As you may remember, Keith and I had the amazing oportunity to spend some time with Linda Leekley, RN and Stacey Turnure, RN of Embracing Civility on RN.FM Radio. If you haven’t listened to the show yet, you might want to bump this one up on your priority list.
I was moved to write a post over at Innovative Nurse based on a question asked at the Nursing Network group: “What is the most stressful thing about being a nurse?” The initial answer to myself was very different than how other nurses responded, however I never intended to believe that I was immune to what they were discussing. A few of the responses indicated that nurses were having issues with co-workers and management, basically a not-so-healthy work environment. Linda chimed in on the discussion and it just made me think back about our conversation on the show that night.
You can check out the entire post at Innovative Nurse, and you can also participate in the discussion at the Nursing Network.
After reading through the thread at Nursing Network I was reminded again about what my fellow nursing professional experiences when it comes to their own toxic work environment. I realize that this isn’t the case for everyone, but it really shouldn’t be the case for anyone. So what advice can you possible receive from the guy who skips to work everyday? Well before you judge, remember, you have a choice. I’ve been in those work environments and I’ve even experienced it in the non-clinical arena before I was a nurse. The thing is though, I’ve either been able to positively affect change in that environment, or if I realized it wasn’t sustainable then I made a decision for my own health to pursue a change in venue.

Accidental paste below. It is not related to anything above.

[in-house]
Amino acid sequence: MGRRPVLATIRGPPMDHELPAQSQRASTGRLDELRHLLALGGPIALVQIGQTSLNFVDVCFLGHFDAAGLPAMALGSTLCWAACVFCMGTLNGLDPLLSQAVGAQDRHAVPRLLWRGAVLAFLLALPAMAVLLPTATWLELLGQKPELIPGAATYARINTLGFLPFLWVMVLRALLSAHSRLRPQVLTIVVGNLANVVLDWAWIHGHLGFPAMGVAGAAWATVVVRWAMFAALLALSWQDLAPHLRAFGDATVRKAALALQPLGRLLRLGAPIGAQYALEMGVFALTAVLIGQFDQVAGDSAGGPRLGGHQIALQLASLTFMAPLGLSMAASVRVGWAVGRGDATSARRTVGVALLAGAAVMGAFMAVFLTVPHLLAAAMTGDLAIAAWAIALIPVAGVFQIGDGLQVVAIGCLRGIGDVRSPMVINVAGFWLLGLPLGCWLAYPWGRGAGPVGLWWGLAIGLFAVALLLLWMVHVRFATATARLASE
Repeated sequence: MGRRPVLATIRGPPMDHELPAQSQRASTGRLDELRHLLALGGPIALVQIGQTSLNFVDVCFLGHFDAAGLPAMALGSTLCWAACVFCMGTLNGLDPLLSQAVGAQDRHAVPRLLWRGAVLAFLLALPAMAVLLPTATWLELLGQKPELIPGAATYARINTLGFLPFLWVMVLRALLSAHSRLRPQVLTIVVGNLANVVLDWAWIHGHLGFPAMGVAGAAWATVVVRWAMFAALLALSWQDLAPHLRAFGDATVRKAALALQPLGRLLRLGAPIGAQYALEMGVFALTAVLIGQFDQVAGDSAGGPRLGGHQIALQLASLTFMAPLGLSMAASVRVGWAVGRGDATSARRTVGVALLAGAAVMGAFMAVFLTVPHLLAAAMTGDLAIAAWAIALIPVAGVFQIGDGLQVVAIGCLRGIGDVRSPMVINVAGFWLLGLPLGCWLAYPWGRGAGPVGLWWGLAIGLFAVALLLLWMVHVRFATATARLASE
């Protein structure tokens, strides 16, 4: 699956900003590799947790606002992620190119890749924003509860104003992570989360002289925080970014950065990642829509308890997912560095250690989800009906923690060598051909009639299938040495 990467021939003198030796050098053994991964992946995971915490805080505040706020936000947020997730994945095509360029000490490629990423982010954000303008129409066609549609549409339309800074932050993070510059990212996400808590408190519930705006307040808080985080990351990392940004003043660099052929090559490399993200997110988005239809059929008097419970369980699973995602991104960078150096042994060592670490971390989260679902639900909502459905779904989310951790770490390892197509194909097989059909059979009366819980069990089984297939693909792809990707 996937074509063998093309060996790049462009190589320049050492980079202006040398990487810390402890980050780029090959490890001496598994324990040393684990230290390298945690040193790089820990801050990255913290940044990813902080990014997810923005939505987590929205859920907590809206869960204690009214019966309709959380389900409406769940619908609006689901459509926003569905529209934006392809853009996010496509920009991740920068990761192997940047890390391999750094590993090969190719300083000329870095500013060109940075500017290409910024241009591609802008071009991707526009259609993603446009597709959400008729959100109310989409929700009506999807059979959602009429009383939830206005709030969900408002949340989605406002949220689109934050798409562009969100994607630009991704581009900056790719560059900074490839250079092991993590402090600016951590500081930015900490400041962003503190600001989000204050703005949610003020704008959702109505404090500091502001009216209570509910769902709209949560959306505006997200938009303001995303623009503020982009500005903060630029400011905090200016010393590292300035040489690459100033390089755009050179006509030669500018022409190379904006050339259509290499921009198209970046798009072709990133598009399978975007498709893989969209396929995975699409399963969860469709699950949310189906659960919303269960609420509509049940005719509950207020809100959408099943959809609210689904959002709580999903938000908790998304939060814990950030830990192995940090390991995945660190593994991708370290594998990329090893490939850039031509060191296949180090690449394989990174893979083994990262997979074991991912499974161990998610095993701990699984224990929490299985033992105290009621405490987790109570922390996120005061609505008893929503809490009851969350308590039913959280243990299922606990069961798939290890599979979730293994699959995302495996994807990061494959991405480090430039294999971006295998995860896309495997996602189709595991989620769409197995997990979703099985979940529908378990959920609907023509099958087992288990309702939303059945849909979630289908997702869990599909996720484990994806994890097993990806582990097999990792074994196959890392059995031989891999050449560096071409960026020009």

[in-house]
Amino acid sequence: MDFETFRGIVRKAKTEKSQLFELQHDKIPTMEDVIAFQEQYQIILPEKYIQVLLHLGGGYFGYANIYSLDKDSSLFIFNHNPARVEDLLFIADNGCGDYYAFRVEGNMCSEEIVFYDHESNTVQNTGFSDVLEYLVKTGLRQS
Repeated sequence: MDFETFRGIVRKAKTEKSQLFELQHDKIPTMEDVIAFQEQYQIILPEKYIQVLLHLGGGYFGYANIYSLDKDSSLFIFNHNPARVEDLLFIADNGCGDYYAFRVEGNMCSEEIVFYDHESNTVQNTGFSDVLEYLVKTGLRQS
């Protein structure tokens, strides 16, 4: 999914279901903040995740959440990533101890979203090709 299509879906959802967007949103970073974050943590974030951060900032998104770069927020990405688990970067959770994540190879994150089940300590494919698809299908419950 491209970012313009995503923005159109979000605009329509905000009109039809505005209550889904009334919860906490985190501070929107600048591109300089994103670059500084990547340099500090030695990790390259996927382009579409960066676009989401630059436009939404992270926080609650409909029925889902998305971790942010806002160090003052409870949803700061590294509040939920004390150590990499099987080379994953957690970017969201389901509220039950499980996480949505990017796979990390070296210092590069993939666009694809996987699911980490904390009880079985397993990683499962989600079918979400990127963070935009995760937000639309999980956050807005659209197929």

Even though I’m an entrepreneur it doesn’t mean that I don’t have any exposure to toxic situations. I do recognize however that I might have an easier out than most, although I need to reiterate that you too have a choice. I keep the bar pretty high around here when it comes to how we treat each other. Whether I’m the manager or if it’s a client relationship with an organization we contract with, I still consider you a colleague and you will be treated with respect. Nothing less.
As silly as the movie may have been, Bill and Ted had a great point. “Be excellent to each other.”